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Share of population in the HB estimation of max-diff utilities


I have a question regarding the HB estimation of max-diff utilities.

In HB estimation, information is used from both the respondent itself as well as the entire population (I assume that this is the case since the respondent itself has only seen a part of all possible combinations)?

I was wondering how much the share of the population is compared to the share of the respondent itself in the calculation of the utilities for each respondent.

When comparing max diff results across several breaks, e.g. age groups, we generally notice not that much differences between the groups. I was wondering if this has to do with the fact that information of the population is used as well in the HB estimation? Are the utilities mainly driven what the respondent has answered or has the population also a quite high influence in the estimation?

Many thanks,
Lieve Audoorn
asked Feb 14, 2013 by anonymous
retagged Feb 14, 2013 by Walter Williams

1 Answer

0 votes
Hello, Lieve.  

In general HB will draw more on the respondent-specific information and less on the population when as the respondent is more consistent in her answers.  

As a user, you can control the extent to which the respondent and the population contribute to a respondent's utilities:  just go into the "advanced tab" in the CBC/HB software and click on the F1 key, which brings up a helpful information screen describing how to employ these controls.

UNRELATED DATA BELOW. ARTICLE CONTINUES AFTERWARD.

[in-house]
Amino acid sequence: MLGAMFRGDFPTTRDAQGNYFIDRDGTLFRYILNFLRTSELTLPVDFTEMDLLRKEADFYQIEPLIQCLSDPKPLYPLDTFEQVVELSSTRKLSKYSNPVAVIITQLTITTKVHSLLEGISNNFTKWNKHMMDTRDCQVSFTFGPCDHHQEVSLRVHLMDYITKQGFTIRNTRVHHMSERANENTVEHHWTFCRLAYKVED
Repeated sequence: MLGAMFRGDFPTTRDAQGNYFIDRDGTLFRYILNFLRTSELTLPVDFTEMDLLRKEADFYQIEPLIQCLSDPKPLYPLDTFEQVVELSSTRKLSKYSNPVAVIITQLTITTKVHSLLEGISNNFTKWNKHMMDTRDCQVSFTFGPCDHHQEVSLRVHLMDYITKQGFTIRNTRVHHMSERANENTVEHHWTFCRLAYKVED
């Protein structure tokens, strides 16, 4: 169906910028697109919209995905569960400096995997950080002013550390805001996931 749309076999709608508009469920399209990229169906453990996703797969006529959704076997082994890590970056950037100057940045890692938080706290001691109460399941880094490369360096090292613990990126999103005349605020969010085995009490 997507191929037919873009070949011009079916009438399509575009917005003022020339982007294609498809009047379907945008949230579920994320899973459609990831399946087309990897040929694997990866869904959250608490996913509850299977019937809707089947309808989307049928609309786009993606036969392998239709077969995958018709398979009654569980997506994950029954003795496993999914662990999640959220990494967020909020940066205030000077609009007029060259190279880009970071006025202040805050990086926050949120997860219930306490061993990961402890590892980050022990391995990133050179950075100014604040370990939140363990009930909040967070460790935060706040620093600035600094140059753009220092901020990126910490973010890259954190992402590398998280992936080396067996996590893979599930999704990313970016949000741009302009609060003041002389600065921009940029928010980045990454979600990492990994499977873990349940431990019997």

answered Feb 14, 2013 by Keith Chrzan Platinum Sawtooth Software, Inc. (50,900 points)
Keith is right.  I'd also add the following thoughts:

1.  To the degree that respondents answer few choice tasks relative to the number of parameters to be estimated, they will "borrow" a lot from the population means (be smoothed toward the population mens).  We've recommended each respondent see each item 2x or 3x (preferably) for HB estimation.  If you show each item 3x, the Bayesian smoothing should not be super great.  But, if you show each item 1x (or fewer) to each respondent, the Bayesian smoothing will be fairly substantial.

2.  If you want to be able to emphasize differences (avoid so much Bayesian smoothing) for certain respondent groups, you can include "covariates" in your HB modeling on the Advanced tab (e.g. large company vs. small company or age groups).  This makes it so that respondents are smoothed toward the means of their covariate cohorts.  SSI Web v8.2, to be released next week, will include covariates within its HB interface within the MaxDiff Analysis menu area.  And, of course, our CBC/HB software has been supporting covariates for quite some time now.